Struggling with substance abuse is a rollercoaster ride where you experience intense emotions, such as trauma, fear, anxiety, and depression, and frequently go through highs and lows. The stir of these emotions makes addiction recovery a lonely, uphill battle. While you may not sometimes realise that the cause of addiction lies deep in the feelings, one should find the root cause of why they started using substances in the first place. And meditation is the way to do that.
Meditation plays a significant role in addiction recovery. The prime job of meditation is to manage these intense emotions and calm the mind as you move towards sobriety. Meditation connects the mind with the body and may be done in many forms. Research also proved that mindfulness meditation successfully reduced stress among people with medical problems. A few more benefits of meditation are listed below:
Benefits of Meditation in the Addiction Recovery Process
In most addiction treatment programs in rehabilitation centres, self-control is taught as a practice to regulate or alter negative behaviours, thoughts, and feelings into more desirable ones and achieve long-term recovery goals. Meditation, therefore, helps increase focus and awareness, which allows for better self-control. It extends your ability to make informed decisions, control impulsive behaviours, feel confident, stay calm, and respond effectively. Meditation also improves the emotional stability of a patient so that they can make better choices.
Improved Mental Health
The reason why meditation is recommended to people dealing with depression is that it alters the brainwaves to improve psychological function. Meditation teaches people how to stay focused during mental illness and keeps the mind and body calm. This interruption in the fight or flight response also causes a reduction in the stress hormone. Research also shows that mindfulness meditation breaks the prefrontal cortex and amygdala’s relationship, which can trigger addiction. In addition, meditation reduces the symptoms of post-traumatic stress disorder (PTSD) and attention-deficit hyperactivity disorder (ADHD).
Increased Feeling of Happiness
The prolonged use of substances disrupts the production of dopamine, a pleasure hormone which makes us feel happy or good. When people use substances regularly for a long time, they cannot feel good on their own. Hence, meditation is considered a best practice for readjusting brain chemistry. Performing meditation helps release dopamine naturally. Increased dopamine then improves the feelings of anxiety and reduces negative emotions.
Reduced Relapse Risk
Meditation helps people develop healthy coping mechanisms to deal with triggering situations. For example, when you practise meditation regularly, you are more likely to handle stress better. So, the next time you are tempted to use substances, you can take that stress or have more control over that urge. Meditation, therefore, helps people deal with withdrawal symptoms. It improves sleep quality, enhances mood, and improves impulse control so you can use better defence against withdrawal and relapse.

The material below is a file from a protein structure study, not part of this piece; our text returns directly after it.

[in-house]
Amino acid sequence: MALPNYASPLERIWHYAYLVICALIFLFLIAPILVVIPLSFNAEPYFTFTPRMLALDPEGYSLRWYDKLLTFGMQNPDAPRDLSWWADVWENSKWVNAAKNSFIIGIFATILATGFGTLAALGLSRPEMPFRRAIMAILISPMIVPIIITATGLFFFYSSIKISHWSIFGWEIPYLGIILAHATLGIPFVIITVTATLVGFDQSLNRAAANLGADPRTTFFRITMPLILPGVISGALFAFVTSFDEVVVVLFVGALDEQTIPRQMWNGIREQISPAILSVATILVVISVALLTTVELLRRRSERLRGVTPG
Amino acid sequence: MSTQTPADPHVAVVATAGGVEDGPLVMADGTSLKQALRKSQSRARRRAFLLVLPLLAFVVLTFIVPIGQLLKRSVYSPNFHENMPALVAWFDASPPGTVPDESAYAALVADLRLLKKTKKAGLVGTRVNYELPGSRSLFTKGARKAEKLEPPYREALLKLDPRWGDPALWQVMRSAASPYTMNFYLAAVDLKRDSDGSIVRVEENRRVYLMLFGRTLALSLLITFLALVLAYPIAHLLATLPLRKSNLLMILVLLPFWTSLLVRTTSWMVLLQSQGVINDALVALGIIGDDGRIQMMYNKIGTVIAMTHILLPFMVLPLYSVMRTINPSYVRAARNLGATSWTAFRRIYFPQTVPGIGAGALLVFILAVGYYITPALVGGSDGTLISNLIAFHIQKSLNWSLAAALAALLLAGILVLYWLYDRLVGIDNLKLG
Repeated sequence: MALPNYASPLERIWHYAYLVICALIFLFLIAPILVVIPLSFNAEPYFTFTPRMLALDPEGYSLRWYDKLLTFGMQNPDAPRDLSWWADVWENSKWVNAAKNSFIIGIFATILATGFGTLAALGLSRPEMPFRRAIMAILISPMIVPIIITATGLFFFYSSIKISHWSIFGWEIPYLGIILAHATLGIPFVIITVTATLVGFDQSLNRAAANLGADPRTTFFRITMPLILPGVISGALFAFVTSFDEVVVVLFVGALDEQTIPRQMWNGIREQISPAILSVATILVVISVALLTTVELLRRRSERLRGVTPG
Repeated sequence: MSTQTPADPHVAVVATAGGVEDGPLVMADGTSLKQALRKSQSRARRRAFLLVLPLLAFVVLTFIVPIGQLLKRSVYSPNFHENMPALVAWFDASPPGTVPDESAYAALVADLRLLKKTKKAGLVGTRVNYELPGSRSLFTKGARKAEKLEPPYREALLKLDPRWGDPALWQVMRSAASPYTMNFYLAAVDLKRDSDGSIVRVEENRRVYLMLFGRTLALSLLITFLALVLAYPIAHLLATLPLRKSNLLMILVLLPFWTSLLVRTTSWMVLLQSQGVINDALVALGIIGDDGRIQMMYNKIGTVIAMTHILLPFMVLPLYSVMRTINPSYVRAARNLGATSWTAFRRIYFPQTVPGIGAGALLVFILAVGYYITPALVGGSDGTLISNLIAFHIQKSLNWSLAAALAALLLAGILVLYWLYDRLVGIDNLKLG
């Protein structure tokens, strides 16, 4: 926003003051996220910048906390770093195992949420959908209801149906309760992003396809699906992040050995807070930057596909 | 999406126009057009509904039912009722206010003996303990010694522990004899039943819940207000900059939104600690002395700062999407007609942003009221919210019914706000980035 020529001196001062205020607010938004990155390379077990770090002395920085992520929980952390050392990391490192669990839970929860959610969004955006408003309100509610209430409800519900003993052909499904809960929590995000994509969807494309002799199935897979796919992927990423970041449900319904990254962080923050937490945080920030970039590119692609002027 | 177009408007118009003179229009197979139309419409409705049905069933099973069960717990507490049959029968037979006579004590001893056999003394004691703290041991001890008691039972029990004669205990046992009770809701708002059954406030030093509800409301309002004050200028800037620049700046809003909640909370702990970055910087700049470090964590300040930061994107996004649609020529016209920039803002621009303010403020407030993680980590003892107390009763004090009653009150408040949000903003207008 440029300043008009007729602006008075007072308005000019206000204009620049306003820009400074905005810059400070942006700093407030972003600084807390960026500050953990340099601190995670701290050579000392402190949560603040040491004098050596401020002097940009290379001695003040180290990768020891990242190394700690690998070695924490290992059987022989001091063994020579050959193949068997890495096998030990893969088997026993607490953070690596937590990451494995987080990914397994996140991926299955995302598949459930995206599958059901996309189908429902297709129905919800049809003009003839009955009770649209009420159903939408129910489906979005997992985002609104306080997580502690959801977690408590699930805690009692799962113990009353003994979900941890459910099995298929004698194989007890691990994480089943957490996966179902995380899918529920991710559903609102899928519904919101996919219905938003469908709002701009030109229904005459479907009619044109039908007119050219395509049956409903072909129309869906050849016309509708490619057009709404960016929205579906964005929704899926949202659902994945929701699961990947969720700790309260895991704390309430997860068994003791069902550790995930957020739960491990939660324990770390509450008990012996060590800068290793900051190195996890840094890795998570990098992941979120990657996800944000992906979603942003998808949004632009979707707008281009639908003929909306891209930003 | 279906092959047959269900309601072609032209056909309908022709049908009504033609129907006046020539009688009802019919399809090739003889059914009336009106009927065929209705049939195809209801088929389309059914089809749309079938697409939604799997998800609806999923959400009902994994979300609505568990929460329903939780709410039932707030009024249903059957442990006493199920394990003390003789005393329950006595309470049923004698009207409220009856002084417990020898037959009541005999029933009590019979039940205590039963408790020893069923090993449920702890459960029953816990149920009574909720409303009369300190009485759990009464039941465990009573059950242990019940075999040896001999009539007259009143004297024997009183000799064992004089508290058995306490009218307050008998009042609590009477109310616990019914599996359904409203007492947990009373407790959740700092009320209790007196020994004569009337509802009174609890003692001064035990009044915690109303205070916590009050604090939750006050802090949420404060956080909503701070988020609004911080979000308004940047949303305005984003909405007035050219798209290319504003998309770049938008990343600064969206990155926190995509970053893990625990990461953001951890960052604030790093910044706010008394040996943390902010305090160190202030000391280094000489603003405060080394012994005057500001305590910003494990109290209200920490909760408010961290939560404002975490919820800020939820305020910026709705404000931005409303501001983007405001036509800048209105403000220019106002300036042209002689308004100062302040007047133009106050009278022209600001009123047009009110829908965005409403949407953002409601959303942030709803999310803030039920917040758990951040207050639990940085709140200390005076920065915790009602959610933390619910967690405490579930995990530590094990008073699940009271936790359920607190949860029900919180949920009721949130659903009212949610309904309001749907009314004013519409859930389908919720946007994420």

Decreased Blood Pressure
Several studies have shown that patients who meditate regularly are less likely to need blood pressure medications or transition to lower doses eventually. Meditation does that by evoking a relaxation response against stressful situations. Because it is a relaxing mind-body practice, meditation calms the activity in the sympathetic nervous system and increases activity in the parasympathetic nervous system. Also, the role of meditation in lowering blood pressure hasn’t been approved yet; that’s why you mustn’t consider meditation as the only means to keep your blood pressure in check.
Like depression, anxiety is also a mental health disorder where people find it challenging to manage their thoughts and emotions in stressful situations. Even the slightest disturbances in the routine can trigger their anxiety, especially during addiction recovery. Therefore, meditation teaches them to find a calm state to return to when they feel stuck or find it difficult to fight their impulses.
In the early stages of addiction recovery, it becomes difficult for some people to get adequate sleep. There may be plenty of reasons for disturbed sleep, such as cravings, withdrawal symptoms, and other responsibilities at home and work. Meditation techniques promote relaxation and help reduce stress. It enables people to sleep peacefully for eight hours.
Meditation Exercises for Recovering Addicts
- Controlled Breathing: Inhale and exhale slowly.
- Progressive Muscle Relaxation: Relax every muscle of the body, increasing physical awareness
- Repeating Mantras or Phrases: Repeating a word or god’s mantra helps you focus when your mind gets distracted from harmful things.
- Guided Meditation: A trained teacher at a meditation class may help you through the process.
- Movement Meditation: It includes yoga, swimming, bike riding, or any other exercise that promotes relaxation.
Meditation in Addiction Recovery
Though every individual is different, meditation can help them overcome the challenges they face during addiction recovery. There are plenty of meditative exercises that you can try, but there is always one that can help you gain sobriety. If you are too struggling with substance use disorder and need more than the benefits meditation can offer, finding experienced and caring professionals may help. Start your recovery journey today and contact a rehabilitation centre to know more about the admission procedure, cost of rehab, type of therapies, and more.!